How to Make an Electric Fence

Electric fencing can be dangerous but are a helpful tool for people who own farm livestock or horses. Electric fencing are necessary in order to keep animals safe and contained within the fence. When you learn how to make an electric fence properly, you must be extra cautious so you don't electrocute yourself.


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    Figure out what type of electric fence you will need.
    • If you need a portable fence, purchase lightweight equipment such as polywire and tape, plastic posts, battery-powered energizers, and reels. If you need a permanent fence, purchase high-quality insulators, self-insulating electro-wood, or wooden posts. High-tensile wire should be used to fence livestock while electro-rope and tape work well for horses.
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    Determine the type of animal you want to fence. Horses are best fenced with conductors that are highly visible, such as rope and tape. Slower-moving animals, such as cattle and sheep, can be fenced with steel wire or polywire. Regardless of the animals you are containing, the structure needs to be strong and stable because nocturnal, feral animals and other wildlife will fail to see the wires and run into the fence. If the fence is not strong, these frequent hits will knock the fence down.
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    Choose the appropriate energizer. The type of energizer you choose depends upon the fence's length, the amount of vegetation that may grow on the conductors, the type of fencing material, the type of animals, and whether or not a 230-volt power source is readily available.
    • Use a mains-powered energizer whenever possible. This type of energizer is located inside a building and does not use batteries. The cost to operate a mains-powered energizer is low.
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    • Use a dry battery-powered energizer if your electric fence is moved on a daily or frequent basis. You will need an internal battery, such as an ESB25 or ESB115. Dry battery-powered energizers are easy to relocate and require no maintenance. Although these type of energizers are not rechargeable, they usually last 4 to 6 months before they need to be replaced.
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    • Use a wet battery-powered energizer if your electric fence will be permanent or moved infrequently. More specifically, a12v energizer with a 12v 80 ampere-hour (Ah) leisure battery will work. Wet battery-powered energizers are more powerful than the dry type and can operate longer electric fences.
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    Plan the location of the earth terminal. For the electric fence to work correctly, it needs to have optimal conditions for its operation. For example, electric current flows better in wet conditions than in dry conditions. Regardless of the battery system you are using, use at least a 3.3-foot (1 m) galvanized earth stake should be used. If you are using a mains energizer and must operate on poor soil conditions such as light or sandy soil, more than 1 earth stake could be necessary. If additional stakes are used, space them 9.8 feet (3.0 m). (3 m) apart, and connect them with a lead-out cable.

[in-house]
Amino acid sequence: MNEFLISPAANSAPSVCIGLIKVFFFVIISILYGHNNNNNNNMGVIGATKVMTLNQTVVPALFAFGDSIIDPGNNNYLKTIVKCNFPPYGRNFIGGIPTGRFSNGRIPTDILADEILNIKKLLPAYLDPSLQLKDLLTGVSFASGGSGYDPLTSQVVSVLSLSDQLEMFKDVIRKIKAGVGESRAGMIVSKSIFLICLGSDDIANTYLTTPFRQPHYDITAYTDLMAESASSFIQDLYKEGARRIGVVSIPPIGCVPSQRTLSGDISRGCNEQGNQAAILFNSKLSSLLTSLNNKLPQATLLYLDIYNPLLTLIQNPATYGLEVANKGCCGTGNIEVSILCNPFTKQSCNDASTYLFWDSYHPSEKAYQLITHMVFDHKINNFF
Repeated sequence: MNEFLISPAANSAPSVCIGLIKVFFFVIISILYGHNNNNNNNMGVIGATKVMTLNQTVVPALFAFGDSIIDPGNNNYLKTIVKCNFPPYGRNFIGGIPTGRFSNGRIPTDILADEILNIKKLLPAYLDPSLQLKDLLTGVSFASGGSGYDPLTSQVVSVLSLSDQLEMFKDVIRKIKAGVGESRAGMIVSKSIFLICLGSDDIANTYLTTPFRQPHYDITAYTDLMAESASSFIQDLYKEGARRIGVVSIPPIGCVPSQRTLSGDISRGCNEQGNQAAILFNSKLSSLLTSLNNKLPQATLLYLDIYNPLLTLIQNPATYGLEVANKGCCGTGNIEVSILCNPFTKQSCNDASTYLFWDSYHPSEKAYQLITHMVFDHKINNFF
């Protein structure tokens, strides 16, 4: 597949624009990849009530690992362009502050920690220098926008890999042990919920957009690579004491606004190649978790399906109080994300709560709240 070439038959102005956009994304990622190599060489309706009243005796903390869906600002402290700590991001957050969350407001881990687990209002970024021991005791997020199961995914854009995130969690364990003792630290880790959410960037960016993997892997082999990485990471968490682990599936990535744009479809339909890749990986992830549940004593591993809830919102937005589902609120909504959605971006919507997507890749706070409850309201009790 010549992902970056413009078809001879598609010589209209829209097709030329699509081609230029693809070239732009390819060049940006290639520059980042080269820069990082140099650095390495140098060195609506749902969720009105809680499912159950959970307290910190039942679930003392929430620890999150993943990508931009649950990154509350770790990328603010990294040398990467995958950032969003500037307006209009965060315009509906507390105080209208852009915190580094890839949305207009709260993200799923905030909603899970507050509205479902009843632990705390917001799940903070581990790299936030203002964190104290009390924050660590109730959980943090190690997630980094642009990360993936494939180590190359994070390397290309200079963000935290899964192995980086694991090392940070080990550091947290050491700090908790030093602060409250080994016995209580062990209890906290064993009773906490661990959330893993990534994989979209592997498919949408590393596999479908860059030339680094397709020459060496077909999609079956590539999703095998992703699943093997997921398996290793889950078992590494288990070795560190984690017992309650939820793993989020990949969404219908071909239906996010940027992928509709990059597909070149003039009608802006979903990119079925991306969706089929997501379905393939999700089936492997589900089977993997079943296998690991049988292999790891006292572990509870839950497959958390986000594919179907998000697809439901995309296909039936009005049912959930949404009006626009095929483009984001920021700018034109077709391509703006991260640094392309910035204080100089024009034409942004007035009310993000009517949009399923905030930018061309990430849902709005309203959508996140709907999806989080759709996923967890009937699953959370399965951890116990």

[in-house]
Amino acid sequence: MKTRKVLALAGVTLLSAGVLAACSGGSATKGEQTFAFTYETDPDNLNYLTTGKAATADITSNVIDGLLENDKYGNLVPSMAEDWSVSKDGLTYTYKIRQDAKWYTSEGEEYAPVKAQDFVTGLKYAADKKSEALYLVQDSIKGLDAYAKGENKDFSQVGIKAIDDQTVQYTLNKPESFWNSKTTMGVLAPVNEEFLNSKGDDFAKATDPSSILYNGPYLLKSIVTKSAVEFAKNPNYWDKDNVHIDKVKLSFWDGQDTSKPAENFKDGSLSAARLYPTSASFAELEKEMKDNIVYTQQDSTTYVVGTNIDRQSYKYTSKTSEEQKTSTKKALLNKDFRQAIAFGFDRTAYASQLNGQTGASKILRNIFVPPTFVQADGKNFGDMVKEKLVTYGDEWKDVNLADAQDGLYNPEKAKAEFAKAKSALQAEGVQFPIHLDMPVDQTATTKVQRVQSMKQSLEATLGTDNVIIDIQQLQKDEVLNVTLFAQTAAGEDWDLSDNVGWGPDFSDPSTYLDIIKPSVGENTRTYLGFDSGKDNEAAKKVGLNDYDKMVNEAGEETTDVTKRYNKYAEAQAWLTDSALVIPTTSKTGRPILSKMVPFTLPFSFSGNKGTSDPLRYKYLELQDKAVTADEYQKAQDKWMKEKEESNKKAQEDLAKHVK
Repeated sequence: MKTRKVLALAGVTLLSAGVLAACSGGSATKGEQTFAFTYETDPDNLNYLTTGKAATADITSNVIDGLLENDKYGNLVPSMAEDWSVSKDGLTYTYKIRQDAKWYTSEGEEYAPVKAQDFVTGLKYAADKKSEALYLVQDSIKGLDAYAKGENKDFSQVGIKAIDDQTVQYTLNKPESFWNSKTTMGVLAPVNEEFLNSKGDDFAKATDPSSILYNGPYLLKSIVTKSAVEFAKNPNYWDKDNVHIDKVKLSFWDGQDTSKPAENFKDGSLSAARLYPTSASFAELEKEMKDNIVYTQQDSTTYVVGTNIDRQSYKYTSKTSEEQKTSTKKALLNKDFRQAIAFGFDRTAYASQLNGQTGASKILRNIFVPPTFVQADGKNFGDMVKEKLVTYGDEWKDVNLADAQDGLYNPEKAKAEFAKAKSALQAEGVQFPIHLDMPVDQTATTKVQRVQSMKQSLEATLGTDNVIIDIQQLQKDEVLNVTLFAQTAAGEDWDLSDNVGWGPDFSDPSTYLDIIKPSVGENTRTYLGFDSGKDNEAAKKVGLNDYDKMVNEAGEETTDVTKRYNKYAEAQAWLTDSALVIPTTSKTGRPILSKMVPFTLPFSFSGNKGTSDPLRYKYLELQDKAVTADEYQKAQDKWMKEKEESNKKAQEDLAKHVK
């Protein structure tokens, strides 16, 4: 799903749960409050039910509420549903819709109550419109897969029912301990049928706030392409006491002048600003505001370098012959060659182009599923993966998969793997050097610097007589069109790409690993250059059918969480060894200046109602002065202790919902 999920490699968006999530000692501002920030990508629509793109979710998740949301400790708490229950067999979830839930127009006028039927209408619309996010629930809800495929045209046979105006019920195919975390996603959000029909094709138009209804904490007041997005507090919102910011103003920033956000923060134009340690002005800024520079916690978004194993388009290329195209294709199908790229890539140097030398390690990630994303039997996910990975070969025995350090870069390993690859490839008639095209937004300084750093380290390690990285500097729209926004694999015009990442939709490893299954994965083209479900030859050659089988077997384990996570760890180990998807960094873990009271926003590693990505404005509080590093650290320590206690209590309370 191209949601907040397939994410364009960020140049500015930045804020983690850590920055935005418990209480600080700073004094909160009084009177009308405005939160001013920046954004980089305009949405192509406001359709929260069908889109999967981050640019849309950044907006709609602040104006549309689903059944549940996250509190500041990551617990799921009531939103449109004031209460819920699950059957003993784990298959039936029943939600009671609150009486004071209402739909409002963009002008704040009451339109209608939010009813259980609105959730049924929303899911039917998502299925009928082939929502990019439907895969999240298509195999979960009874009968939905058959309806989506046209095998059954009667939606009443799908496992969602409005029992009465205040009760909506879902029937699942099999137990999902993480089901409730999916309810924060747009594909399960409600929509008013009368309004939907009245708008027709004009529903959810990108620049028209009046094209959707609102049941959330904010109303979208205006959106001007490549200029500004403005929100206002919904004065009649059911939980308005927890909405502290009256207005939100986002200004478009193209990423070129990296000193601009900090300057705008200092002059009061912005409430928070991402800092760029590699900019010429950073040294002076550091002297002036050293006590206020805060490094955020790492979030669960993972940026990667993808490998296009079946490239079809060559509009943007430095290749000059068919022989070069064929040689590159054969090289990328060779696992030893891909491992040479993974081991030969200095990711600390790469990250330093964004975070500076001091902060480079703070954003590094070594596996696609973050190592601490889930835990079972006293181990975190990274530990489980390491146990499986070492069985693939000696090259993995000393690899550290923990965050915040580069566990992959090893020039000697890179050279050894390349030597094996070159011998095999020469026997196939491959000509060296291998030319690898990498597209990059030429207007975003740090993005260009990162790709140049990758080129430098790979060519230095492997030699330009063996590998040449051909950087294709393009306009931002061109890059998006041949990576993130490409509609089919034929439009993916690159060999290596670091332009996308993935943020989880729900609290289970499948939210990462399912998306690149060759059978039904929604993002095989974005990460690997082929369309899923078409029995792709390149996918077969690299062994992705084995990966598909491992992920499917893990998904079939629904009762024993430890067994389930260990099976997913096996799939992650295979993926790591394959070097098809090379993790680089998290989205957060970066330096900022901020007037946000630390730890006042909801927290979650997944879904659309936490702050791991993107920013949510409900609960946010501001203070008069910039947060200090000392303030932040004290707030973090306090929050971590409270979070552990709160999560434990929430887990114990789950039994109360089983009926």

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    Test your fence. For temporary or portable fencing, use a fence line tester. For permanent fencing, use an LED voltmeter. To operate either type of tester, push the probe into the ground, and touch the tester terminal to the fence. Be sure to test at the furthest end from the energizer to get an accurate measurement of the voltage. The fence should have a minimum of 3000 volts. If it is lower, the livestock will not get sufficient shock and will cause problems.
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    Test the earth. Use a metal bar or earth stake at least 328 feet (100.0 m). (100 m) from the stakes, and short the electric fence to earth. One probe of the voltmeter must be connected to a stake. The other probe should be pushed into the ground as far away from the stake as possible. If the reading is 400 or 500 volts, the fence is fine. If it reads less than 400 or 500 volts, the condition of the earth needs to improve.
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    Add additional earth stakes 3.3 feet (1.0 m). (1 m) apart. Connect the top of each stake with lead out cable. Re-check the voltage. Remove the short from the fence by removing the metal bar or stake.
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    Build an electric fence gates. Transfer power under the gate from 1 side to the other with an under-gate cable. Permanent and temporary gates should be wired identically.
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    Install fence lines. Connect your high tensile wire or electro-rope and tape with insulators, depending on which type of animal you are fencing in. Your wire or electro-rope will come with instructions on how to properly space it.


  • Finding quality, moist soil is crucial when you construct an electric fence. This helps the electricity flow better and makes the fence harmonious with the ground. The circuit will only be completed when an animal makes contact with the fence.
  • Batteries with a higher Ah allow for a longer time between recharges. This can range between 2 to 6 weeks depending on which energizer model you purchase.


  • Never connect electric fence energizers to electricity board earth, water pipes, or building stanchions.
  • Use extreme caution with high voltage.

Things You'll Need

  • Posts (wooden or plastic)
  • Wiring (polywire and tape, high-tensile wire, or electro-rope and tape)
  • Insulators
  • Reels
  • Energizer
  • Voltage tester
  • Metal bar or stake
  • Galvanized earth stakes

Article Info

Categories: Farming | Farm Animals and Livestock